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Seasonal and interannual variability of temperature inversions in the subarctic North Pacific*. March 17, 2006, 17:10-17:30 2 nd Argo Science Workshop Venice Convention Center. Hiromichi Ueno 1 , E. Oka 1 , T. Suga 1,2 & H. Onishi 3 1:Argo JAMSTEC 2:Tohoku Univ. 3:Hokkaido Univ.

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march 17 2006 17 10 17 30 2 nd argo science workshop venice convention center

Seasonal and interannual variability of temperature inversions in the subarctic North Pacific*

March 17, 2006, 17:10-17:302nd Argo Science Workshop Venice Convention Center

Hiromichi Ueno1,

E. Oka1, T. Suga1,2 & H. Onishi3

1:Argo JAMSTEC 2:Tohoku Univ.

3:Hokkaido Univ.

*GRL 2005 (2005GL023948)

horizontal distribution

Introduction2 (3/20)

Horizontal distribution

Freq. of ∆T

> 0.5C (%)

WOD01 & Argo Annual

Ueno & Yasuda JPO 2005

T-invesions:

North of 40N, low: ~50N east of 180º, along Aleutian Islands

formation of t inversions 1 2

Introduction3 (4/20)

Formation of T-inversions (1/2)

Uda 1963, Roden 1964

T-min <= Seasonal cycle of surface cooling & heating

with surplus precipitation

Cooling

Heating

T-min:preserve the memory of

wintertime atmospheric conditions.

T-min

T-max

=> affect the SST

in the next winter

via re-emergence of T-min water

(Wirts & Johnson 2005)

formation of t inversions 2 2

Introduction4 (5/20)

Formation of T-inversions (2/2)

Ueno&Yasuda 2000,2003, Endo et al. 2004

Heat and salt of T-max

<= Warm and saline water transport from the K-O MWR

east of Japan

Ueno & Yasuda JGR 2000

T-max: related to water-mass exchange

between subtropical and subarctic gyres.

t inversion as a heat reservoir

Introduction5 (6/20)

T-inversion as a heat reservoir

Mignot et al. 2006

Potentially

T-inversion just below

winter ML: Heat reservoir

Its erosion or upwelling

=> positive SSTA

=> influence on climate

Subarctic NP

(136W, 48N)

Mignot et al 2006 submitted to JGR

previous studies

Introduction6 (7/20)

Previous studies

Tmax Depth

WOA94, Annual

Ueno&Yasuda2000

T-inversions in the subarctic NP have been examined

mostly using historical hydrographic data, that are quite

limited in winter.

=>The formation and seasonal evolution of T-inversions

are not fully understood, and their interannual variation

reminds unclear.

wirts johnson 2005

Introduction7 (8/20)

Recently

Wirts & Johnson 2005:

Argo Project has been rapidly easing the limitation.

Seasonal/interannual

upper ocean variability

in the SE Bering Sea.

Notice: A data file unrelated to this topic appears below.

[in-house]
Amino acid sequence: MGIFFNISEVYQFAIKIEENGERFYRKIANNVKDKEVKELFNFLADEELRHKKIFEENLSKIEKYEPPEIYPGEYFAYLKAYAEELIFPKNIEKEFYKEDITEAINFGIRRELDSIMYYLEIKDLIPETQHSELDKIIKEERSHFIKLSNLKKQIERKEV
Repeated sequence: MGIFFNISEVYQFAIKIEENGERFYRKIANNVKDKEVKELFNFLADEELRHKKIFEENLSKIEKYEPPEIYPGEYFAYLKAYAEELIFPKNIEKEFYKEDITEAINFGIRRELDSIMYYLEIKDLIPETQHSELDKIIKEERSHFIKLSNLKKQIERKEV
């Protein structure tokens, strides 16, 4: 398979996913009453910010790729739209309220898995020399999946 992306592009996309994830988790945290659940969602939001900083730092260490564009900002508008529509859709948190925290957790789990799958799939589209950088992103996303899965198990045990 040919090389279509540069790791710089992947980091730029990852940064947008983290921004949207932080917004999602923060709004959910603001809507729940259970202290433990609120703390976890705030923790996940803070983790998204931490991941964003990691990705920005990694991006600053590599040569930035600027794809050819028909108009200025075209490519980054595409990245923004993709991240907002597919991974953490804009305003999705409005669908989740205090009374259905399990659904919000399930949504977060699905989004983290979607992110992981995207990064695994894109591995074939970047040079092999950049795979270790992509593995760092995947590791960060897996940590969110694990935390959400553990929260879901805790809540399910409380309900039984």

purpose of this study

Introduction9 (9/20)

Purpose of this study

Using Argo float data, we will discuss

the formation and seasonal/interannual

evolution of T-inversions in the entire

subarctic NP.

data method1 10 20
Data & Method1 (10/20)

Data & Method

T,S profiles recorded by Argo floats

during May 2001 - December 2005.

data method2 11 20

Data & Method

Data & Method2 (11/20)

Def of the magnitude of T-inversions (∆T)

∆T: defined as the largest temp. difference

between all T-maxima and minima.

One ∆T for one profile even the case of multiple T-inv

data method3 12 20
Data & Method3 (12/20)

Def of T-min outcrop

T-min: considered to outcrop when the difference between T-min density & SSD < 0.03kg/m3.

results1 13 20

Magnitude of T-inversions (∆T)

Results1 (13/20)

2002 Summer

2003 Summer

2004 Summer

2005 Summer

results2 14 20

Magnitude of T-inversions (∆T)

Results2 (14/20)

2002 Summer

Eastern Bering Sea

2003 Summer

Eastern subartic NP

Western subarctic NP

2004 Summer

2005 Summer

results3 15 20

Western subarcitc NP

Results3 (15/20)

T-max: constant

T-min: seasonal variation

cold in win <= outcrop & renewed every win

warm in sum <= heated in sum from the surface

=> ∆T: seasonal variation => Same as Uda 1963 etc.

∆T: weak interannual variation => consistent with winter SST.

results4 16 20

Eastern Bering Sea

Results4 (16/20)

∆T showed seasonality similar

to that in the western SNP

T-max: constant

T-min: varies seasonally

cold in win <= outcropped & renewed every win

warm in sum <= summertime heating

=> ∆T: varies seasonally, => Same as Uda 1963 etc.

In addition, interannual ∆T variation is consistent with winter SST.

Results are consistent with

those by Wirts & Johnson 2005

results5 17 20

Eastern subarcitc NP

Results5 (17/20)

∆T: remarkable interannual variation

large win02 … decreased until end of 2003

in 04 & 05 weak seasonal variation

Because02WML thick&cold => T-min outcrop (large ∆T)

03WML thin&warm => T-min non-outcrop

=> T-min not renewed => ∆T decreased monotonically

discussion1 18 20

Eastern subarcitc NP

Discussion1 (18/20)

T-min&max: short-term fluctuation

<= strong spatial variation <= eddies

∆T: small spatial variation => modest temporal variation

=> ∆T likely gives a more robust measure of the impact of wintertime coolingwhen using low resolution Argo array

discussion2 19 20
Discussion2 (19/20)

Sitka Eddy

Haida Eddy

Warm & fresh Anti-cyclonic Diameter: 200km

A composite SST emage

(Thomson & Gower, 1998)

Areas enclosed by eddis

(Crawford, 2002)

TS sections through Haida eddies

(Whitney & Robert, 2002)

summary 20 20

Summary

Argo data were analyzed to study seasonal/interannual variability of T-inversions in the whole subarctic NP (SNP).

In the western SNP and Bering Sea, Tmin outcropped every winter, causing a seasonal cycle in ∆T.

In the Gulf of Alaska in the eastern SNP, the Tmin outcropped in winters 02, 04 & 05, but scarcely outcropped in winter 03. Consequently, ∆T showed remarkable interannual variation.

The year-to-year variation of ∆T in each region of the SNP was consistent with and thereby attributable to that of the winter SST anomaly there.

Summary (20/20)